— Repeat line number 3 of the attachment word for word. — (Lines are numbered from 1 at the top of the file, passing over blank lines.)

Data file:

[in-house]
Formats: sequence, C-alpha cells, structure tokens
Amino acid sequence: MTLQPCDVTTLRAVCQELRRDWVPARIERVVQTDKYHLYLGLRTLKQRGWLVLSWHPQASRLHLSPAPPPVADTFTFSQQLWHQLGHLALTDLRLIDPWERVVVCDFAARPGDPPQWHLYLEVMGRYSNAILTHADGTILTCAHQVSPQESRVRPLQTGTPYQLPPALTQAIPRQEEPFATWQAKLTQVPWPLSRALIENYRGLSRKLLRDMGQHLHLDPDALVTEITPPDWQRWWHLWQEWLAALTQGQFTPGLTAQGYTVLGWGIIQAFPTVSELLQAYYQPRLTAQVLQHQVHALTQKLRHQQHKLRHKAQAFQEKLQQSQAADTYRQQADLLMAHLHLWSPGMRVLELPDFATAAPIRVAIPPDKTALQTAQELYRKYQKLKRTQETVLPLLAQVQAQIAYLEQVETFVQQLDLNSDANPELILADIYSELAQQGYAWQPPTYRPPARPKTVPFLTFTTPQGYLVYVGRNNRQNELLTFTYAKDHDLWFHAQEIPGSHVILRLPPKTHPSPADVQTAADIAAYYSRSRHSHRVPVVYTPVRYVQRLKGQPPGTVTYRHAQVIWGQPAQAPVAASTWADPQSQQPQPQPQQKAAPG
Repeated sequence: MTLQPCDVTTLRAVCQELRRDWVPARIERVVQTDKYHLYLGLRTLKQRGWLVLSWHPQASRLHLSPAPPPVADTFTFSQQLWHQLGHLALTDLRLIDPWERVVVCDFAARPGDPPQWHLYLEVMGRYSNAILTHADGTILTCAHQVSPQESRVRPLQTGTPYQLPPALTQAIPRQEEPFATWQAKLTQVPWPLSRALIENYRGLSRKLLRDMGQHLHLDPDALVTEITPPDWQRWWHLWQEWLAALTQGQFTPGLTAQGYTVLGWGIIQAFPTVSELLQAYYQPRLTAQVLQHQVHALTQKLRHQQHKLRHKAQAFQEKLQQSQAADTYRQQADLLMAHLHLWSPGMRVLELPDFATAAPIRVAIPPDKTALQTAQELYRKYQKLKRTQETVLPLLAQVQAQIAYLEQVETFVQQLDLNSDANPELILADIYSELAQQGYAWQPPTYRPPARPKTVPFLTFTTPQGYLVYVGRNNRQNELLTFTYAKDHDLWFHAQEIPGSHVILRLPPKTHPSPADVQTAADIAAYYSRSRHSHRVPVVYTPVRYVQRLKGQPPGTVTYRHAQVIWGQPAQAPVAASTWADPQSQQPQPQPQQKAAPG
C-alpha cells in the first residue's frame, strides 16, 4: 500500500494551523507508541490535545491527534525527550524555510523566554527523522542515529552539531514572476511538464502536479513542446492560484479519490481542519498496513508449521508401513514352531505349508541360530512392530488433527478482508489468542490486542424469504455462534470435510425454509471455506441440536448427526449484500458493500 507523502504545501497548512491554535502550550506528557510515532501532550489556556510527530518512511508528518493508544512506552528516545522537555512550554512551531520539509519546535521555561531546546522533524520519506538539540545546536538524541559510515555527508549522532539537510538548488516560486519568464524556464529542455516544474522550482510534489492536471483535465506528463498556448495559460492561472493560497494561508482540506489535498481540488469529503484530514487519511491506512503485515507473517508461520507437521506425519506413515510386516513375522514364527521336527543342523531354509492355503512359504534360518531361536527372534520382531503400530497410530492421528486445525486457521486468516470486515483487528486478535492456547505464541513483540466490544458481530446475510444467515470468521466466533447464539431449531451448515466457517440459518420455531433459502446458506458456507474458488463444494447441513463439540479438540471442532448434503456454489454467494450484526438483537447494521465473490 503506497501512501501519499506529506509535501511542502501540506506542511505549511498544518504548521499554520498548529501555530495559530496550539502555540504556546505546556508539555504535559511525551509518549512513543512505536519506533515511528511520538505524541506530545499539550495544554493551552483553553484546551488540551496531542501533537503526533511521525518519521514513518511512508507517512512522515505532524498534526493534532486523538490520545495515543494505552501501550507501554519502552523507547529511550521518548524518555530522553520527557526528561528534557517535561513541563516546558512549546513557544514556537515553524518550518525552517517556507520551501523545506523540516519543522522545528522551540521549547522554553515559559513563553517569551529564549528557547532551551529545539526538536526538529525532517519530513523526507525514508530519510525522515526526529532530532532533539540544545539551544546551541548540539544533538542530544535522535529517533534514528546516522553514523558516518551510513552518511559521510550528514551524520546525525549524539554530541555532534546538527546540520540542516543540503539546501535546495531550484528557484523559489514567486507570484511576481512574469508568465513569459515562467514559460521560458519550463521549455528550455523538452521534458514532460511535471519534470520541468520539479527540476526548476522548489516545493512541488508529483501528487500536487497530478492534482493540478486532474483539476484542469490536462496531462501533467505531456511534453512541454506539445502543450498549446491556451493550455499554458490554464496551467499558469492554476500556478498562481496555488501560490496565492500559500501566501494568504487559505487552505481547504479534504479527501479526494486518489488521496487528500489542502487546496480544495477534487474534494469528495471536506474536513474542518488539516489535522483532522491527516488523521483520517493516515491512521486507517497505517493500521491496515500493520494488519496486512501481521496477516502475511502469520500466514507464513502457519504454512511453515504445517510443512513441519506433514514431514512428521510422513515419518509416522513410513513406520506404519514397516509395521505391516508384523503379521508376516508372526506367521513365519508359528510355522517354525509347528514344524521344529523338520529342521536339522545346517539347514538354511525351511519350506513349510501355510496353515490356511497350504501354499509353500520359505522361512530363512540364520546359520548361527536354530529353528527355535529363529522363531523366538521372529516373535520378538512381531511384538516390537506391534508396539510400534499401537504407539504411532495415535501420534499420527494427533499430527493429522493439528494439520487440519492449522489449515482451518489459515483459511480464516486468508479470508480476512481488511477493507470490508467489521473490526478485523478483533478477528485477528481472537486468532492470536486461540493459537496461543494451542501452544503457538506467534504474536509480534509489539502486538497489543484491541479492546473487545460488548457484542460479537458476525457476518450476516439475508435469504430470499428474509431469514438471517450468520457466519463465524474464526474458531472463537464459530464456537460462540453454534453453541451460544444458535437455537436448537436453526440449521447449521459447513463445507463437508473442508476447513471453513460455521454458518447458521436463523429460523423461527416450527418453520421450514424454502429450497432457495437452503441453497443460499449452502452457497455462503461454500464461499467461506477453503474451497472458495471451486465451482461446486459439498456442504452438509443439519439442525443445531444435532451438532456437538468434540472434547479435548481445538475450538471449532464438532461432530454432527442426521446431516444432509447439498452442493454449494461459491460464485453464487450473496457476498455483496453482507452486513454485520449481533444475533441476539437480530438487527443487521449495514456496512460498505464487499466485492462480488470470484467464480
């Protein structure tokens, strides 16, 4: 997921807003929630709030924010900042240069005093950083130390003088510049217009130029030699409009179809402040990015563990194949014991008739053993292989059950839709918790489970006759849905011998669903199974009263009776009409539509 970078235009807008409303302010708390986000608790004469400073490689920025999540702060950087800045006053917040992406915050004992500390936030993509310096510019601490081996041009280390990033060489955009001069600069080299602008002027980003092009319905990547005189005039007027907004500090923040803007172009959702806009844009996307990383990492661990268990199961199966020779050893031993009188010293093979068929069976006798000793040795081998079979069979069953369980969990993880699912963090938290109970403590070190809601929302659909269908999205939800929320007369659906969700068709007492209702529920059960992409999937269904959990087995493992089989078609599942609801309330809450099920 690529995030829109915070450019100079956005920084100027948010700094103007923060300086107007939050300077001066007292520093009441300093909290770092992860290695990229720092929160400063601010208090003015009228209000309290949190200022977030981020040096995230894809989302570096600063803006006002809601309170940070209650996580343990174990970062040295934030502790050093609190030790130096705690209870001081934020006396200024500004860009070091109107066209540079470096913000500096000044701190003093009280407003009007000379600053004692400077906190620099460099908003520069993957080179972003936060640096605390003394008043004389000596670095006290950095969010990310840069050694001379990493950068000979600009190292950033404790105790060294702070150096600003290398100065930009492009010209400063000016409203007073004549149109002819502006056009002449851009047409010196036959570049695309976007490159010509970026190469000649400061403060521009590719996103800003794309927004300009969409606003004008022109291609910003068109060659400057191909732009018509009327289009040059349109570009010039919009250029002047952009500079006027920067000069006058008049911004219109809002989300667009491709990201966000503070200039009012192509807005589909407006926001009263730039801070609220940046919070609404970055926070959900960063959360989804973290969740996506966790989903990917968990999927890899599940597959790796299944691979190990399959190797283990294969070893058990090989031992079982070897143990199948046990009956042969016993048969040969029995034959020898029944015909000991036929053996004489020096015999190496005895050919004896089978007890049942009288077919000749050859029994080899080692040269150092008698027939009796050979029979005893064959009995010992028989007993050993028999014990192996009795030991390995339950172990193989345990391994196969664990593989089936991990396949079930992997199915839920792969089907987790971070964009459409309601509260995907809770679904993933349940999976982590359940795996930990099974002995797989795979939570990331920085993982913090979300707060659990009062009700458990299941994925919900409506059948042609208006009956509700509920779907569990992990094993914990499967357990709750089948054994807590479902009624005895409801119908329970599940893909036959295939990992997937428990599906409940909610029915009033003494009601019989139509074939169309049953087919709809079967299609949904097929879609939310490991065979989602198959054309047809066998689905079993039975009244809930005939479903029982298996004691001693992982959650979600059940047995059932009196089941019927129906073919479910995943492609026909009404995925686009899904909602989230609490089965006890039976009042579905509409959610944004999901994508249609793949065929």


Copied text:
Amino acid sequence: MTLQPCDVTTLRAVCQELRRDWVPARIERVVQTDKYHLYLGLRTLKQRGWLVLSWHPQASRLHLSPAPPPVADTFTFSQQLWHQLGHLALTDLRLIDPWERVVVCDFAARPGDPPQWHLYLEVMGRYSNAILTHADGTILTCAHQVSPQESRVRPLQTGTPYQLPPALTQAIPRQEEPFATWQAKLTQVPWPLSRALIENYRGLSRKLLRDMGQHLHLDPDALVTEITPPDWQRWWHLWQEWLAALTQGQFTPGLTAQGYTVLGWGIIQAFPTVSELLQAYYQPRLTAQVLQHQVHALTQKLRHQQHKLRHKAQAFQEKLQQSQAADTYRQQADLLMAHLHLWSPGMRVLELPDFATAAPIRVAIPPDKTALQTAQELYRKYQKLKRTQETVLPLLAQVQAQIAYLEQVETFVQQLDLNSDANPELILADIYSELAQQGYAWQPPTYRPPARPKTVPFLTFTTPQGYLVYVGRNNRQNELLTFTYAKDHDLWFHAQEIPGSHVILRLPPKTHPSPADVQTAADIAAYYSRSRHSHRVPVVYTPVRYVQRLKGQPPGTVTYRHAQVIWGQPAQAPVAASTWADPQSQQPQPQPQQKAAPG